Tree by tree, I searched the clearing for one that would cover me from the eyes of my Creator. One by one, I rejected them, until, finally, I found the answer!
A fig tree, hidden behind a larger beech! Its leaves were large enough I wouldn’t need too many, flexible enough to provide for those needs, and sturdy enough to be sewn together!
As I sat to work to make a covering for myself, I considered how fortunate I was to have found the fig tree. I thought of how God Himself had once, millennia ago, showed my ancestors how to cultivate a garden. He had shown them how to plant, and the fig tree was what He planted. He gave it to them and they had used it to make coverings for themselves as I was doing now. As I sewed, I felt a tremendous kinship with those who had gone before me. I felt connected. I felt strong. And when I was done, I no longer felt naked. Now I could make my request to Him without fear.
I waited there long hours after that. My feet were blistered and broken, my side had finally begun to cause me pain, and for once I knew that I could not seek God. He had to seek me.
Finally as dawn approached I felt His presence draw near. I stood up proudly in my fig leaf garment and waited as He came. He entered the clearing with a gust of wind.
Immediately my satisfaction at His arrival was lost, for the fig leaf garment I had so meticulously sewn was blown, leaf by leaf, from my person. As they flew away they appeared more like rags than leaves, and not particularly clean ones at that. I was naked again.
Panic kicked in and I tried to flee, but my swollen feet prevented me from running. Hiding wasn’t an option – I had picked the leaves off of every tree in the clearing trying to cover myself in the first place. The self-assurance I had known split seconds before God entered the clearing was gone, replaced by self loathing for thinking I could ever hide my true state from my all-seeing God. I did the only thing left.
I fell prostrate in front of Him.
He drew near, and I tried to open my mouth to defend myself and explain my naked state. I couldn’t do it, though. How could I? What would my defense have been? What explanation could I possibly give? The words of self-vindication did not come. They did not exist. Instead only these words could my shaking, crying frame whisper:
“Lord, have mercy.”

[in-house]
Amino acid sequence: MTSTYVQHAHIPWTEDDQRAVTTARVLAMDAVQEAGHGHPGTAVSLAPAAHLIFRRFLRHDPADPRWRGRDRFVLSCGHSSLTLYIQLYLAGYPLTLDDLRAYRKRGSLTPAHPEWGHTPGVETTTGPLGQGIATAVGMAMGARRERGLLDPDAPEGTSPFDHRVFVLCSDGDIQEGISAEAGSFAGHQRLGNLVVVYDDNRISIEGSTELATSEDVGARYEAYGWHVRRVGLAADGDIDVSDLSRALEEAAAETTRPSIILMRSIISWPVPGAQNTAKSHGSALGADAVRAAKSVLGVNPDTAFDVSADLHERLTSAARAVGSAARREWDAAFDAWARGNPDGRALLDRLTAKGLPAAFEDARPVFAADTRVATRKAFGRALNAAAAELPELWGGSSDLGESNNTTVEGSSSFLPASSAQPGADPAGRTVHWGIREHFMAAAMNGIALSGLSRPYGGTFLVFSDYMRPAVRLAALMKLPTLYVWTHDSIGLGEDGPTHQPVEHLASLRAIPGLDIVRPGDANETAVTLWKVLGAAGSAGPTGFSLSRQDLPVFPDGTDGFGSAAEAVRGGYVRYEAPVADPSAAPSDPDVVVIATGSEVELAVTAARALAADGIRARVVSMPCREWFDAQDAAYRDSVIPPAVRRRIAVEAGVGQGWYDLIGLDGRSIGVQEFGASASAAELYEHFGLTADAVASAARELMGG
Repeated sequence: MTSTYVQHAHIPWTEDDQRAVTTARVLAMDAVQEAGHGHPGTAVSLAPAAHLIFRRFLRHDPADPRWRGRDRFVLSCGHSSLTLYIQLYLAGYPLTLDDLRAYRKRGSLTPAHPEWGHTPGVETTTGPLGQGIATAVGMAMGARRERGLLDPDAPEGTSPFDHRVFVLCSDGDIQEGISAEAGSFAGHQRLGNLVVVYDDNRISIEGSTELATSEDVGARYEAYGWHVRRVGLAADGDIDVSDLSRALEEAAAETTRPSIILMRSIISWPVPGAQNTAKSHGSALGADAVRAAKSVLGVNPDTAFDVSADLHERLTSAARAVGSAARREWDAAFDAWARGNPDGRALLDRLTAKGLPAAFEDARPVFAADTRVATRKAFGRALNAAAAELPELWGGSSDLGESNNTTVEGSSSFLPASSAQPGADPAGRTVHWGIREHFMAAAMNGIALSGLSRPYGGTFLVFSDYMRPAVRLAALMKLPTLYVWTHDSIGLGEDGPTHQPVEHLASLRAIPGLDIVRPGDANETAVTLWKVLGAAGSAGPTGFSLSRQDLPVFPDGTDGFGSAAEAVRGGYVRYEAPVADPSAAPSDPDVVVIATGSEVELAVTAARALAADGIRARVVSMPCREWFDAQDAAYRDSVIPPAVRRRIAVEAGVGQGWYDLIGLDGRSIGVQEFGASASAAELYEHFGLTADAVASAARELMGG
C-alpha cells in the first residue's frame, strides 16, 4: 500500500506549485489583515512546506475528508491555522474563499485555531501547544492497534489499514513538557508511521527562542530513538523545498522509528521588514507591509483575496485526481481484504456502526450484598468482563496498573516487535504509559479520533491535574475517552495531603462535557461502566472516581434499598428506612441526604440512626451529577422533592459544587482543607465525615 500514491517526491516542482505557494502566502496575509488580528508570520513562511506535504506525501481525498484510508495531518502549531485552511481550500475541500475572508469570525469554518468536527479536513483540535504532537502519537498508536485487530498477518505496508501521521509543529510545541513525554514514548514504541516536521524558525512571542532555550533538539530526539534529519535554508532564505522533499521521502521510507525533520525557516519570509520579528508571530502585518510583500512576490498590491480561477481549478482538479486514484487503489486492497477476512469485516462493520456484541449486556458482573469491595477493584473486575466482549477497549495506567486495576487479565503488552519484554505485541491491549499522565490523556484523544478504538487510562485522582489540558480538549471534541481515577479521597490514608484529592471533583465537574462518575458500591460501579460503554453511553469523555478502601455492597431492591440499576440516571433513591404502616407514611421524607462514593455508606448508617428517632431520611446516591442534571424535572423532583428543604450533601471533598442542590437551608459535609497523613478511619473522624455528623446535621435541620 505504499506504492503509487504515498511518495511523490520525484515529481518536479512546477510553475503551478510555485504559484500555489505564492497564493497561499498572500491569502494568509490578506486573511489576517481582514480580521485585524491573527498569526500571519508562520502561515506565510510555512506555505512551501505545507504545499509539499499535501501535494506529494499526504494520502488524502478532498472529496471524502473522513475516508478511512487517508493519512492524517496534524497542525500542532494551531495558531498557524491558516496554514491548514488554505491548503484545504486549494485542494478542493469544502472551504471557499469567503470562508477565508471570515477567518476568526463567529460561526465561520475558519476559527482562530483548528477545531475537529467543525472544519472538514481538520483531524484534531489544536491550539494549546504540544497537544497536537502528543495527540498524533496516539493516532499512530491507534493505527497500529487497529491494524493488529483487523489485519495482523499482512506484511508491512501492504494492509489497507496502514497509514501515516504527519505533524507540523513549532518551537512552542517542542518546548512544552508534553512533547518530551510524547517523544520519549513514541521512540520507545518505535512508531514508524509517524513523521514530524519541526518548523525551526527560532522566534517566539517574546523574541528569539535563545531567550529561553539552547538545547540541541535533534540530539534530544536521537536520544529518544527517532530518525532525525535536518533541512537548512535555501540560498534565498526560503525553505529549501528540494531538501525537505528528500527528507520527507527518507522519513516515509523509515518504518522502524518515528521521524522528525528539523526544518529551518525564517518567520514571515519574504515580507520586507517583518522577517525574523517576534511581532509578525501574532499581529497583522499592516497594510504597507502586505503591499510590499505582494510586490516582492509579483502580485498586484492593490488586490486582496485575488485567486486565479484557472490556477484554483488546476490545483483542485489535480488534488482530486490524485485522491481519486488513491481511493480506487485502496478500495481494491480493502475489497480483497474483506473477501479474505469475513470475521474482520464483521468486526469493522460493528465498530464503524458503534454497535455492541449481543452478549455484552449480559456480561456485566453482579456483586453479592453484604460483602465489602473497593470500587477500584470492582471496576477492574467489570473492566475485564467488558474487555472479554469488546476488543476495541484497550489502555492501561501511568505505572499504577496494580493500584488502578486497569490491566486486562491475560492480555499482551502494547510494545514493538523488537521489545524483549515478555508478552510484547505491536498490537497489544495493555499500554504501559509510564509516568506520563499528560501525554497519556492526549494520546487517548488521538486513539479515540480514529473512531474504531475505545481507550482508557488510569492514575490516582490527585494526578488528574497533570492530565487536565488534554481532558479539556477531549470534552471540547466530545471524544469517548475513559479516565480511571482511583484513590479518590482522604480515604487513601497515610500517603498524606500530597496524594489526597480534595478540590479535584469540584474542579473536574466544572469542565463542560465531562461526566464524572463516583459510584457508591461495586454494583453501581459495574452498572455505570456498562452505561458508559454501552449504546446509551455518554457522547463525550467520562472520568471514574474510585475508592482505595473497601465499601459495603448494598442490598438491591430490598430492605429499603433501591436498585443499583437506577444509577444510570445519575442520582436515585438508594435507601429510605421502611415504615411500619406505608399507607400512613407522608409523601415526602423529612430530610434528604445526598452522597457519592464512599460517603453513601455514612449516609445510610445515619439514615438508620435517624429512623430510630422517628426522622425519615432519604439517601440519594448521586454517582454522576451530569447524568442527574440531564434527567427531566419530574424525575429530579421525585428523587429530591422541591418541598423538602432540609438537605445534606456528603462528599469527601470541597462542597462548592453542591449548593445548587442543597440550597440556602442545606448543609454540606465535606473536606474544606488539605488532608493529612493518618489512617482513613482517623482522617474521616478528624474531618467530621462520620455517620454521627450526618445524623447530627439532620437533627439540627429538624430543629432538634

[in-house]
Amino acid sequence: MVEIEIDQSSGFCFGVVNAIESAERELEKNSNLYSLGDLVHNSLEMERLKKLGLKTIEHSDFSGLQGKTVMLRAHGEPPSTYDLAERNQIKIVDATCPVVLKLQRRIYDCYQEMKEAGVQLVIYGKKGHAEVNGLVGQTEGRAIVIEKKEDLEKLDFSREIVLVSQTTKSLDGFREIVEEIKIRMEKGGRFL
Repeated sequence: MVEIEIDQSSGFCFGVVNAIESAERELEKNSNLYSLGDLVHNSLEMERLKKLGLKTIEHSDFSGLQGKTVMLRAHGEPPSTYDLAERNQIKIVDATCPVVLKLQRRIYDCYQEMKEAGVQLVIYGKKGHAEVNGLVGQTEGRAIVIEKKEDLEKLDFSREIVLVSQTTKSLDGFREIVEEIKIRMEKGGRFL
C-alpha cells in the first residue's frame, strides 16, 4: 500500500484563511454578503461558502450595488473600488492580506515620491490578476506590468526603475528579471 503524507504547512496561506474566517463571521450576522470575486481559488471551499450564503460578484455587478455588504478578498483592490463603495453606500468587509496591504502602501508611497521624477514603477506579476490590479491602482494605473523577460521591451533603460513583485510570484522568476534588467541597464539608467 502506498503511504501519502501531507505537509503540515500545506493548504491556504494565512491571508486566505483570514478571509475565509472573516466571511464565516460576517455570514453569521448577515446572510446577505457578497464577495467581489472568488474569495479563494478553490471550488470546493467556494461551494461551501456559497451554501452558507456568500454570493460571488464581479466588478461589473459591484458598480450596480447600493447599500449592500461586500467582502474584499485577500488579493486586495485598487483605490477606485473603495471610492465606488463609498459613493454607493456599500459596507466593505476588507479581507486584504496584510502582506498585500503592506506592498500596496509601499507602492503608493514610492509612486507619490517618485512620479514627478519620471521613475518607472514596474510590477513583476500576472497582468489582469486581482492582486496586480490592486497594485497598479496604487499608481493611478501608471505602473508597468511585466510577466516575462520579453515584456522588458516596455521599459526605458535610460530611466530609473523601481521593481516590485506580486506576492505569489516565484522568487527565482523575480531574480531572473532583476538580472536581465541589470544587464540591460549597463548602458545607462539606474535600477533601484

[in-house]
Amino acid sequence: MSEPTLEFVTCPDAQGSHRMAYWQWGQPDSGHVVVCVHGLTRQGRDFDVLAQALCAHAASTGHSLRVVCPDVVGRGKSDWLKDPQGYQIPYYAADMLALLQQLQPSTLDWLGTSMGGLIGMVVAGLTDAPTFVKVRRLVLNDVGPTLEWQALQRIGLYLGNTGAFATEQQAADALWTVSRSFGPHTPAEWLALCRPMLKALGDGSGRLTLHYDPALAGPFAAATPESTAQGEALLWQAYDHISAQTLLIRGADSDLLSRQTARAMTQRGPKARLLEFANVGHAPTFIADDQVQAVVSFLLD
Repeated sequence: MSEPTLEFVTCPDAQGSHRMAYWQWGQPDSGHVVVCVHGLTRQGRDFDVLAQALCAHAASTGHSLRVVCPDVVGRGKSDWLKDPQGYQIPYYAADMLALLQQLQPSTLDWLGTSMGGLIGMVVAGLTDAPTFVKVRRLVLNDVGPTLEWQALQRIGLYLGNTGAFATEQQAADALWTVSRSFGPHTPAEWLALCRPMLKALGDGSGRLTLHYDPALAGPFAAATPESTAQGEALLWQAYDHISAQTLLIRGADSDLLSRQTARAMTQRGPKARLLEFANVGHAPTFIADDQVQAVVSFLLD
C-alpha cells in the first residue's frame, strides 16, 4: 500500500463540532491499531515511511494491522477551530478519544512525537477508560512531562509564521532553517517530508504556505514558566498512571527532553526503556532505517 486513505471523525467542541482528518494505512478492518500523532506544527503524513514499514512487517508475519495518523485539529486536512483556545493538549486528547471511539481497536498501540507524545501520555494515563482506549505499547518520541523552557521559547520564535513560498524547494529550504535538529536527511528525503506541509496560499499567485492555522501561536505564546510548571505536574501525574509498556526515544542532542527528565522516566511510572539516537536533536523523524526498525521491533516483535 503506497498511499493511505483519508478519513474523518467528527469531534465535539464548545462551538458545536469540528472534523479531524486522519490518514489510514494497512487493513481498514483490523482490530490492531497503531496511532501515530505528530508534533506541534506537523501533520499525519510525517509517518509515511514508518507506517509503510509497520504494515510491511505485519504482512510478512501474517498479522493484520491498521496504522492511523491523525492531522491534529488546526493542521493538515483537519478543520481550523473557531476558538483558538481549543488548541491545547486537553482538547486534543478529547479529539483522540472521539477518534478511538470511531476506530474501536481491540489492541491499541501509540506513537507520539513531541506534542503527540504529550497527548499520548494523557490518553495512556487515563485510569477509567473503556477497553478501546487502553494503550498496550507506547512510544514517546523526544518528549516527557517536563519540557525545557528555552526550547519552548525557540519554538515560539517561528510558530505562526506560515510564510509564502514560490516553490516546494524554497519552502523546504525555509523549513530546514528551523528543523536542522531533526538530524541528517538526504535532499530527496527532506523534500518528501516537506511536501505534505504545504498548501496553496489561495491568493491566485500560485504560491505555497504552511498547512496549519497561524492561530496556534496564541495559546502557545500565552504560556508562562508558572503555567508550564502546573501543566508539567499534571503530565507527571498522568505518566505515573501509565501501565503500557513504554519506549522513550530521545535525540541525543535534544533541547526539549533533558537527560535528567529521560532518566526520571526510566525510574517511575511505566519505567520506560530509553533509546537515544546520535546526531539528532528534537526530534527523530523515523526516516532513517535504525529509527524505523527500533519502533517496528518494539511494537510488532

He touched me then, on the crown of my head, as a father touches his son. The contact gave me enough courage to raise my eyes, if only a little, and allow me to witness something I will never forget, even should I live a thousand lives.
As I watched from the ground I noticed a lamb in the clearing – something I had not been aware of before. Somehow in that moment I knew for certain that it had been there with God all along, though I’d overlooked it entirely. In fact, I almost wondered… no… but… in the times before when I had met with God, had it really been this lamb who had come to me? But the truth is, it all amounted to the same thing anyway, for I saw that the two were almost indistinguishable. To see the one was to see the other.
And there was also this: I understood then that this lamb was God’s most precious thing – I could tell by the look in His eyes as He gazed at it, and the softness of His touch as He stroked its spotless fleece.
This touching scene of the two together did not last, though I would have happily spent eternity as a witness. What began peacefully and quietly ended with violence as God set His hands on the lamb’s body and broke its neck, a crack as loud as thunder.
I tried to shield my eyes then, to go back to weeping in the dirt. And though my weeping continued, no, intensified, I could not look away. I could do no other than watch as God took a knife, which He plunged into the Lamb’s lifeless body in its side. He skinned the lamb, taking the flesh from the body with meticulous care.
I watched as He made a robe from the skin, as lovely as any I’d seen. It seemed like centuries, millennia even, as He crafted this perfect garment with His own hands. For all I know, it might really have taken that long.
When He had finished He bid me stand, and He hoisted me to my feet. The robe of the lamb He placed around my shoulders – it warmed me and gave me comfort. I checked my side, somehow knowing, and my intuition was confirmed. There was only one of us in the clearing with a wound in his side, and that was the lamb.
I won’t tell you what happened after that. Or, better said, I can’t. After all, some things are too Holy to be described by our pittance of a language, and my best attempts could never be good enough.
One thing I will say, though, and that is this:
I know this, without a doubt: that lamb was dead when the robe was placed on my shoulders.
And I tell you the truth…
He isn’t dead now.